Vibram FiveFingers Spyridon LS Review

SteveReviews, Shoe Reviews11 Comments


Brand: Vibram FiveFingers

Name: Spyridon LS

Color Options:  Dark Olive/Black/Orange (for Men), Military Green/Grey/Black (for Men & Women), & Orange/Grey (for Women)

Weight: 6.88oz each (13.76oz per pair) *varies per size

Drop: 0 mm heel to toe

Other: 3.5mm XSTrek Vibram Rubber sole with a 3mm Polyurethane Insole Anti-Microbial Dri-Lex Sockliner

Price: $120.00


The Spyridon LS is one of the new FiveFingers for the spring 2012 line-up.  The biggest addition the Spyridon brings to the table is its new XSTrek Vibram Rubber sole which I have obsessively mentioned in two previous posts (Skoras, Altras, and Vibrams, OH MY! and A Run in the Spyridons and a Quick Look at the Lontra).  This addition is hands-down one of the most impressive attributes the Spyridon LS offers.  Otherwise, the Spyridon LS is not much different than the Bikila LS; both models tout a closed speed lace system, a Stretch Mesh/Polyamide upper, and a 3mm Polyurethane footbed with a Dri-Lex Sockliner.  As I’ve said many times before (I’m sure I am beginning to sound like a broken record), the sole is where it’s at.  The “rock block” effect they mention in the picture to the left is something that you have to feel to fully understand.  Essentially what happens is the sole re-focuses the pressure of a rock/stick/piece of debris across the surface area of the shoe keeping the foot safe in cross-country or hiking situations without completely diminishing ground feel.  My first encounter with the rock block effect was during a run through our local arboretum where I was running on and off the concrete trail and encountered a piece of loose concrete. Although my foot still felt the pressure and the shape of the rock, the sole wrapped around the other parts of my foot stopping any potential injuries from happening.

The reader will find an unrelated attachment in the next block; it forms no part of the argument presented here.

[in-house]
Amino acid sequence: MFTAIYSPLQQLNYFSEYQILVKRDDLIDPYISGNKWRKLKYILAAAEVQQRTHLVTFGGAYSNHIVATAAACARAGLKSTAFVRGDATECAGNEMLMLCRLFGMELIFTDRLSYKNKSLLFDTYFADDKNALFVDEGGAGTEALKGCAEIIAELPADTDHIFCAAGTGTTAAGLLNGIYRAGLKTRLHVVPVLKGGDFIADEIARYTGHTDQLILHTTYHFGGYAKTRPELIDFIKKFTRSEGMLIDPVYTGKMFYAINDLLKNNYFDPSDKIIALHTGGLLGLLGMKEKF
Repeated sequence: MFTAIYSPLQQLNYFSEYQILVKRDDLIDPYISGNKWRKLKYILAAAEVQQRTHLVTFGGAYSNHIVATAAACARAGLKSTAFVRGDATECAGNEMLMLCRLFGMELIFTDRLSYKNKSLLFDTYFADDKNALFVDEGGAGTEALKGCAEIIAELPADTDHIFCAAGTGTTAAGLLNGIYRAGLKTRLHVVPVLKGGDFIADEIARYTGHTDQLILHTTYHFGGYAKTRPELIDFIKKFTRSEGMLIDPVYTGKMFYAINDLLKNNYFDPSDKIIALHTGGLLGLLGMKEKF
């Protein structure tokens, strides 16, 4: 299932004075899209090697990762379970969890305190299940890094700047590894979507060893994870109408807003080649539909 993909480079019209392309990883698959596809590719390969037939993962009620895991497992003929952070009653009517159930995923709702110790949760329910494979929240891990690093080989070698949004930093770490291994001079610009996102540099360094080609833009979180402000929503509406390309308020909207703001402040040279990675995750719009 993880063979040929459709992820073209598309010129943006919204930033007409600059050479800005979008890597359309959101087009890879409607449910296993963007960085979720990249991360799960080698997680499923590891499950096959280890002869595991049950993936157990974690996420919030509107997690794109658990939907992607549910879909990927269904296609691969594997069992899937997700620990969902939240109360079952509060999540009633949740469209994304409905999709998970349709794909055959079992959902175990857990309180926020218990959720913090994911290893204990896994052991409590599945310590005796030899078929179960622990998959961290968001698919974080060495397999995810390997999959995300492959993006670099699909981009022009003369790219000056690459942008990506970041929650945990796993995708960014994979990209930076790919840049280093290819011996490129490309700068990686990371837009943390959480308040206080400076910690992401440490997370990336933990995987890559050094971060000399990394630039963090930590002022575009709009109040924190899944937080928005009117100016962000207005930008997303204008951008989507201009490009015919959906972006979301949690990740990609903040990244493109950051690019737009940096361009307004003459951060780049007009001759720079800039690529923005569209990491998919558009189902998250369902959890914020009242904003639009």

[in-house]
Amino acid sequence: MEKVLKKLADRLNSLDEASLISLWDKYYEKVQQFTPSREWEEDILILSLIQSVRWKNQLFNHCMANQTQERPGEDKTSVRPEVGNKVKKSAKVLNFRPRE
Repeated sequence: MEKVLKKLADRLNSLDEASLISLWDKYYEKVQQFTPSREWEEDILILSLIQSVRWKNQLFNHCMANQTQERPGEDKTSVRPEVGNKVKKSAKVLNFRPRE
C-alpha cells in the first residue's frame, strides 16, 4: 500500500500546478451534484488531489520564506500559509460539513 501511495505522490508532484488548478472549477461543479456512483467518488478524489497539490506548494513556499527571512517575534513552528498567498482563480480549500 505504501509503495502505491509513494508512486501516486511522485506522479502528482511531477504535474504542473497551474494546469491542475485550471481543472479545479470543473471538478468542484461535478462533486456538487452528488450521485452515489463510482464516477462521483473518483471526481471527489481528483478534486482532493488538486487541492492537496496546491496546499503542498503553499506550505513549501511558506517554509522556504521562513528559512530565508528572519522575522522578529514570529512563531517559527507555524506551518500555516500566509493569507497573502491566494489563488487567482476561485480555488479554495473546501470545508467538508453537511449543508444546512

As I mentioned before the Spyridon doesn’t differ in feel that much from that of the Bikila (more specifically, when wearing it casually),  so when it comes to performance everything is based on the terrain you’re running on.  For example, here in Wisconsin, we have been dealing with a record breaking winter and although I’m sure you think I mean lots of snow, in fact, I mean very high temperatures (we just had an 85 degree day!).  What that means for terrain, is very muddy trails to test the Spyridon on.  I have been able to put the Spyridon through many different tests: 10k on road, 5K on muddy hills, 5k on gravel trails, and casual wear (just to name a few).  I’ll start by saying these shoes are clearly not made for road running, but after a quick run in SeeYas I quickly realized my feet were not yet properly trained for that thin of a sole, so, for our most recent race (a 10k Shamrock Shuffle), I decided to run in Spyridons in order to have a little extra cushion during my run.  Surprisingly, they performed extremely well, my only complaint being that they are one of the heavier models so it did affect my energy levels during the race.